History does not repeat, but it does rhyme, as suggested in the famous quote. In our view, the current oil industry downturn is rhyming more with the 1982-1986 cycle than with the 2008-2011 one. If that is true, then the industry may be looking at an extended period of low oil prices just as the industry experienced following the 1981 oil price peak. That span extended for 18 years as oil prices averaged below $45 a barrel, or the very long-term average of inflation adjusted oil prices, with the brief exceptions of the First Gulf War and 9/11. BP plc CEO (BP-NYSE) Robert Dudley’s comments in early 2015 that the industry needed to learn to live in a “lower for longer” environment seem to be proving accurate. That means the oil industry must continue adjusting its cost structure. The oil companies will need to keep their staffing lean, employ the best drilling and completion technologies available, and manage their balance sheets appropriately to succeed in the future. This environment doesn’t mean that there is no future for the oil industry. It means that corporate strategies must constantly be reassessed within a broader energy industry panorama subject to external pressures that will only grow in the future.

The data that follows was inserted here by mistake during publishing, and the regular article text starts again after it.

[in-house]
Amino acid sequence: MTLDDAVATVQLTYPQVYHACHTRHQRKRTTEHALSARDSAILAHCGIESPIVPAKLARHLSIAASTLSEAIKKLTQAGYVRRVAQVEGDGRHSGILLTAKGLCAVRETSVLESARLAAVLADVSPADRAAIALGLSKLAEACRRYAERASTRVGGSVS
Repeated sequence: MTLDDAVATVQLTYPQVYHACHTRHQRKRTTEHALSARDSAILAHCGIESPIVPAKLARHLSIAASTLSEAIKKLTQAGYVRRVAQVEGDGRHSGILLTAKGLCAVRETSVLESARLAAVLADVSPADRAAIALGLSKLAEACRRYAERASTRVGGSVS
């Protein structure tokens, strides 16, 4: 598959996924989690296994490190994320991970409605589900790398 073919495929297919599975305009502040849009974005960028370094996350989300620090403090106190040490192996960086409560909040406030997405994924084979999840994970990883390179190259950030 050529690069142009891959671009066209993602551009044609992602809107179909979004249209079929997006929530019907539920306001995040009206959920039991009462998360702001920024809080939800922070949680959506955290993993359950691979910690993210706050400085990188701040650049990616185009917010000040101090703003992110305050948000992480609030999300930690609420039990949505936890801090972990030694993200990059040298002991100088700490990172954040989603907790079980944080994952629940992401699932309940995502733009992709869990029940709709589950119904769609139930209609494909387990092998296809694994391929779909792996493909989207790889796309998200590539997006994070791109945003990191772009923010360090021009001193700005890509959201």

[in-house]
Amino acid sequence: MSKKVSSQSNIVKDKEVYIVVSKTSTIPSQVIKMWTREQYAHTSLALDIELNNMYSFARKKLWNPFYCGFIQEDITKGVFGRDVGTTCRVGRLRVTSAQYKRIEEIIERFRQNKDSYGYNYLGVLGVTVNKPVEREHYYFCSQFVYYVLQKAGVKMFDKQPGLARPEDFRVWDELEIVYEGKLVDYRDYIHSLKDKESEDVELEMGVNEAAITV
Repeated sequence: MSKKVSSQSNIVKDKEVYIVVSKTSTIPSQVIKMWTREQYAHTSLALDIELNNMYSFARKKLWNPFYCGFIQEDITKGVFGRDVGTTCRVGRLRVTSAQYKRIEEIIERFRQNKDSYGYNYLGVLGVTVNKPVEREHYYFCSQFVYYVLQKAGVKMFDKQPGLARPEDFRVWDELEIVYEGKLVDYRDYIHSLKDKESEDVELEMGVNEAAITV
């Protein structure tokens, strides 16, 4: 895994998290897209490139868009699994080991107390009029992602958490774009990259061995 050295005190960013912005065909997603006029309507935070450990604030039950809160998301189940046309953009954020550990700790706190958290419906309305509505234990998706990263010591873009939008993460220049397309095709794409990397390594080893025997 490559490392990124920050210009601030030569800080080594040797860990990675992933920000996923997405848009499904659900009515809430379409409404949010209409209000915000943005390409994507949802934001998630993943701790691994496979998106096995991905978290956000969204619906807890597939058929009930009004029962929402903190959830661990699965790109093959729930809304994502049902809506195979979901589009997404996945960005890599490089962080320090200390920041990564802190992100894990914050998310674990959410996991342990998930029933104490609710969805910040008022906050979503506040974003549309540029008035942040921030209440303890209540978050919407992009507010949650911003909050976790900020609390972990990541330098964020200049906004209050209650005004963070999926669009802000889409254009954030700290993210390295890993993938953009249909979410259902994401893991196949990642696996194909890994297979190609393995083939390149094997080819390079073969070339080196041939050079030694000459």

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    Email of the day on North Korea's ICBM:

    North Korea's recent launch WAS intercontinental by virtue of it reaching appx 1,000-mile apogee (height, elevation). That 1,000-mile height translates into many thousands of miles laterally. 
    NASA Engineer, Retired

     

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    Gundlach Says Bond Wipeout Just Beginning as Bulls Rush for Exit

    This article by Edward Bolingbroke, Liz Capo McCormick and John Gittelsohn for Bloomberg may be of interest to subscribers. Here is a section: